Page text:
Sweeping new laws are needed to govern the investigative powers of Britain's spying agencies, the parliamentary committee that oversees intelligence services MI5, MI6 and GCHQ has said.
Controversially, the landmark report released on Thursday by the Intelligence and Security Committee backed the right of intelligence agencies to carry out bulk interceptions of data such as emails, as well as to monitor communications between lawyers and their clients.
But it said that lawful bulk interception of data and interception of legally privileged material must be clearly enshrined within a single parliamentary act.
Finding that existing laws have not been broken, the committee said in a statement that UK intelligence agencies "do not seek to circumvent" the rules.
However, current legislation is "unnecessarily complicated," and should be replaced by a single act of parliament, concluded the committee's 149-page report — the product of an 18-month inquiry into the legal framework governing the powers of Britain's intelligence agencies.
The report also stated that agencies must be able to intercept legally privileged client-lawyer communications.
While "sympathetic" to the argument that certain professions require privacy to carry out their jobs, Britain's intelligence agencies must have the ability to intercept such communications, it said.
The committee suggested, however, that "specific professions" may justify "heightened protection" and "statutory protection should be considered."
The findings are likely to prove controversial because of the conflict of interest that could arise in cases brought against the government. An investigatory powers tribunal (IPT) case is currently looking at whether GCHQ's interception of client-lawyer communications enabled the authorities to "rig" a case brought by a Libyan rebel leader, Abdelhakim Belhaj, against Britain over its role in his rendition by the CIA to Muammar Qaddafi's jails.
The conclusion that existing laws governing the bulk interception of data have not been broken is also expected to prove controversial, because it comes a month after another landmark ruling by the IPT .
The tribunal, which hears complaints against Britain's intelligence agencies, found that regulations governing GCHQ powers breached human rights law, and that certain aspects of its operations were illegal for at least seven years.
An agreement gave GCHQ access to bulk data from the US National Security Agency (NSA)without a warrant, and an IPT ruling stated that until the legal policies governing this access were made public, these arrangements were unlawful.
The report gave a lengthy defense of any bulk interception of data, stating that it cannot be used to scrutinize an individual's communications without the authorization of the state.
"It is evident that while GCHQ's bulk interception capability may involve large numbers of emails, it does not equate to blanket surveillance, nor does it equate to indiscriminate surveillance," the committee said in a statement.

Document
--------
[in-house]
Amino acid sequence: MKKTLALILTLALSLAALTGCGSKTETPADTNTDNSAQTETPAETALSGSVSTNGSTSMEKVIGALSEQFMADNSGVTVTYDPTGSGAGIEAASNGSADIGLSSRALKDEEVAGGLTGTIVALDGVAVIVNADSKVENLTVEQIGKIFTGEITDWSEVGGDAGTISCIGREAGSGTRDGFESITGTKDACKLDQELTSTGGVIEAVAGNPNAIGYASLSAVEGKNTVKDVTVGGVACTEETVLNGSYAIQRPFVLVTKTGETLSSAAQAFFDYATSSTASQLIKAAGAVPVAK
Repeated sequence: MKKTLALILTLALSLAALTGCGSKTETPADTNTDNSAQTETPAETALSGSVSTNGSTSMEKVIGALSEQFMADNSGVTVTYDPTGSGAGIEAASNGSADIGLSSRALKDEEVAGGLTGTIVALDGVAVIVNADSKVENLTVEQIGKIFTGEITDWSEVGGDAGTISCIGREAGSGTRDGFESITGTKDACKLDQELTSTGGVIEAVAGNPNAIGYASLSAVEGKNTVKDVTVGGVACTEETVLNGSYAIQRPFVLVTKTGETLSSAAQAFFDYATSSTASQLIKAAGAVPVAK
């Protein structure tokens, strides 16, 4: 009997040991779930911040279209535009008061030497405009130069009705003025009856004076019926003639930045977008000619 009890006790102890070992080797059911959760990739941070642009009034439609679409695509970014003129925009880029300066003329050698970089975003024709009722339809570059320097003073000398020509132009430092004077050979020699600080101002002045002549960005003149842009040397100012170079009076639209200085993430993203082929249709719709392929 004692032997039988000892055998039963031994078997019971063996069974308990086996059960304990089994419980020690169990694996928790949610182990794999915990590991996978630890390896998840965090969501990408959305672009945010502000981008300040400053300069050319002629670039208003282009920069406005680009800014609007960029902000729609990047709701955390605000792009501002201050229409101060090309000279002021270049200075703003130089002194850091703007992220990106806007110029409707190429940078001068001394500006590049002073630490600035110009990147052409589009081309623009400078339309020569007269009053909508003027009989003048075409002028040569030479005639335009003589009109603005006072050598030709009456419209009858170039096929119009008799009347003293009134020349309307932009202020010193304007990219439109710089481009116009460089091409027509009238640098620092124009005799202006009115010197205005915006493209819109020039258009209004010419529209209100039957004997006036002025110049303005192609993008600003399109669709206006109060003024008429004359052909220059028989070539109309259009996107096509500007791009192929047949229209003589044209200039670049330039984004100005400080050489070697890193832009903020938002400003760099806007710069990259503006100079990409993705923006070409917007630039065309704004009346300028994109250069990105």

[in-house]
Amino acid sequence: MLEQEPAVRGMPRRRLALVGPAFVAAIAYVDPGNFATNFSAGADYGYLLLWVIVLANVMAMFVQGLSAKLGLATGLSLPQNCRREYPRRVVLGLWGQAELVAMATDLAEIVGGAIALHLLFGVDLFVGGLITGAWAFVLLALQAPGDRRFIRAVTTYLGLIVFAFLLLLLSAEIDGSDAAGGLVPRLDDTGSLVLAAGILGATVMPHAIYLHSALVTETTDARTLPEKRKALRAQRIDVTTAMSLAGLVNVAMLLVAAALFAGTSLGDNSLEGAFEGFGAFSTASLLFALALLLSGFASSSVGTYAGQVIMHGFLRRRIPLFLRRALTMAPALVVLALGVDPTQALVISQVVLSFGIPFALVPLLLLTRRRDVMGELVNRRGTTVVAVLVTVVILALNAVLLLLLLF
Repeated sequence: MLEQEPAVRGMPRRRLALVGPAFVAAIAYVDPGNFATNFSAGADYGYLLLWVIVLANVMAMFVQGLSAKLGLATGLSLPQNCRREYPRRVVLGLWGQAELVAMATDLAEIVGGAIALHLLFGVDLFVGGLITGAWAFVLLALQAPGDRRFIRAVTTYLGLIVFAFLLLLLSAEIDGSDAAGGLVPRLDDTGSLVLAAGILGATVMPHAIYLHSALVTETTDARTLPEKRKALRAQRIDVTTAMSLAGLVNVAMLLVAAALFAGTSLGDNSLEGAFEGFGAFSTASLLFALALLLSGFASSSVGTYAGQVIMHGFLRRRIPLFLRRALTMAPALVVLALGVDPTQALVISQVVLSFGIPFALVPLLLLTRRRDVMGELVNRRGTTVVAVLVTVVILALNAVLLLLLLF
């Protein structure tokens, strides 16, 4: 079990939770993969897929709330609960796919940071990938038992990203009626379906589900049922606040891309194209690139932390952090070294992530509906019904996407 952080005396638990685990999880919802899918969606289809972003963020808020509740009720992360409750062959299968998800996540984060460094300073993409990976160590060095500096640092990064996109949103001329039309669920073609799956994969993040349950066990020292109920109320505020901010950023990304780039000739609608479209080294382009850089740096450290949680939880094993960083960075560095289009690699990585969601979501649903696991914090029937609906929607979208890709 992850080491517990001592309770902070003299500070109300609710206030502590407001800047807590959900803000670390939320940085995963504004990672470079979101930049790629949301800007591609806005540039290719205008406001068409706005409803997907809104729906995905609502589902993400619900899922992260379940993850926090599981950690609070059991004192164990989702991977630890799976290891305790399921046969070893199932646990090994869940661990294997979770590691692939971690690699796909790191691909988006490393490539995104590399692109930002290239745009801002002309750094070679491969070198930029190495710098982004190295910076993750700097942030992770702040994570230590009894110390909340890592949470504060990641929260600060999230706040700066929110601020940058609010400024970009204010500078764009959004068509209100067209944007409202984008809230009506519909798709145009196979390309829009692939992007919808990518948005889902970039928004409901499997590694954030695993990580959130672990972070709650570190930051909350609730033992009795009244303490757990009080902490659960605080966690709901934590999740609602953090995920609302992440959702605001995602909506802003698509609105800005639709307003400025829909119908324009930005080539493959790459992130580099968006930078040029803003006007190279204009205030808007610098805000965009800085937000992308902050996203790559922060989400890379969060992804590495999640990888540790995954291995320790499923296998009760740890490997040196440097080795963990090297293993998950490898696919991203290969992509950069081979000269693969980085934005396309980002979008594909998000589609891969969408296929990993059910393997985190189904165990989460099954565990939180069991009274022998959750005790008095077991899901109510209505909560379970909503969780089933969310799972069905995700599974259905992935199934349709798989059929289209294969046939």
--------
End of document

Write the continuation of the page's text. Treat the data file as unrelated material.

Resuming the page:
"GCHQ requires access to internet traffic through bulk interception primarily in order to uncover threats," the committee said. "Whether that might be cyber-criminals, nuclear weapons proliferators or Isil [Islamic State] terrorists.
"They need to find patterns and associations, in order to generate initial leads. This is an essential first step before the agencies can then investigate those leads through targeted interception."
GCHQ was applying extensive "targeting" and "filtering" to the data amassed, the committee said."GCHQ is not collecting or reading everyone's emails: they do not have the legal authority, the resources, or the technical capability to do so."
Senior committee member Hazel Blears said in a press statement that "limits and safeguards are essential" to the government's investigatory powers.
"In the UK, investigative action which intrudes into an individual's privacy can only be taken where it is for a lawful purpose and is determined to be necessary and proportionate.
"The question we have considered is whether the intrusion is justified and whether the safeguards are sufficient."
Cori Crider, a director at human rights charity Reprieve - whose lawyers have been representing Belhaj - said: "Once again, the ISC has been caught asleep at the wheel. It took a court case brought by Reprieve on behalf of torture victims - and significant media coverage - for the committee to become aware of a threat to the fundamental British right to a fair trial.
"State snooping on confidential lawyer-client communications carries the serious risk that court cases will be skewed in the Government's favour. Yet, due to the redactions in this report, we know nothing about what the agencies told the committee when it finally got round to calling them in for a chat."
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